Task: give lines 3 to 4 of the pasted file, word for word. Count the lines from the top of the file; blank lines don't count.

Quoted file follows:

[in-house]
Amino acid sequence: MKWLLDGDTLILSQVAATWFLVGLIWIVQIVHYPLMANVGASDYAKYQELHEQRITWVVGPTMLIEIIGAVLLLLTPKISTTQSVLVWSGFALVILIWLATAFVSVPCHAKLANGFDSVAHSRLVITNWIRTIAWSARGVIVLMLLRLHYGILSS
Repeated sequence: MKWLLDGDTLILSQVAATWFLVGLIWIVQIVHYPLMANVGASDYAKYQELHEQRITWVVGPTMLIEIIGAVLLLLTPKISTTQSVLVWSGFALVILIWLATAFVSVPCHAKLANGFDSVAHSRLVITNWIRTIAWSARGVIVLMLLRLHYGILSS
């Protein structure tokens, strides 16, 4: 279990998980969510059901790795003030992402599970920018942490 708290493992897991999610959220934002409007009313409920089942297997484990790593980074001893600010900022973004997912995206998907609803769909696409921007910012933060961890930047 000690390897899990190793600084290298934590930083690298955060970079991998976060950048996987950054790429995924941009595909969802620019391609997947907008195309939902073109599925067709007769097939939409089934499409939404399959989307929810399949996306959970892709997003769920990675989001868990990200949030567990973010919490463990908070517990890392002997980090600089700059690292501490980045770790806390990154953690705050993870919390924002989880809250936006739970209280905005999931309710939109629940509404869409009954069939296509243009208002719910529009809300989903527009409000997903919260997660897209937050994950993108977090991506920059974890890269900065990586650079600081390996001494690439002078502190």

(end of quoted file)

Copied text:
Repeated sequence: MKWLLDGDTLILSQVAATWFLVGLIWIVQIVHYPLMANVGASDYAKYQELHEQRITWVVGPTMLIEIIGAVLLLLTPKISTTQSVLVWSGFALVILIWLATAFVSVPCHAKLANGFDSVAHSRLVITNWIRTIAWSARGVIVLMLLRLHYGILSS
């Protein structure tokens, strides 16, 4: 279990998980969510059901790795003030992402599970920018942490 708290493992897991999610959220934002409007009313409920089942297997484990790593980074001893600010900022973004997912995206998907609803769909696409921007910012933060961890930047 000690390897899990190793600084290298934590930083690298955060970079991998976060950048996987950054790429995924941009595909969802620019391609997947907008195309939902073109599925067709007769097939939409089934499409939404399959989307929810399949996306959970892709997003769920990675989001868990990200949030567990973010919490463990908070517990890392002997980090600089700059690292501490980045770790806390990154953690705050993870919390924002989880809250936006739970209280905005999931309710939109629940509404869409009954069939296509243009208002719910529009809300989903527009409000997903919260997660897209937050994950993108977090991506920059974890890269900065990586650079600081390996001494690439002078502190």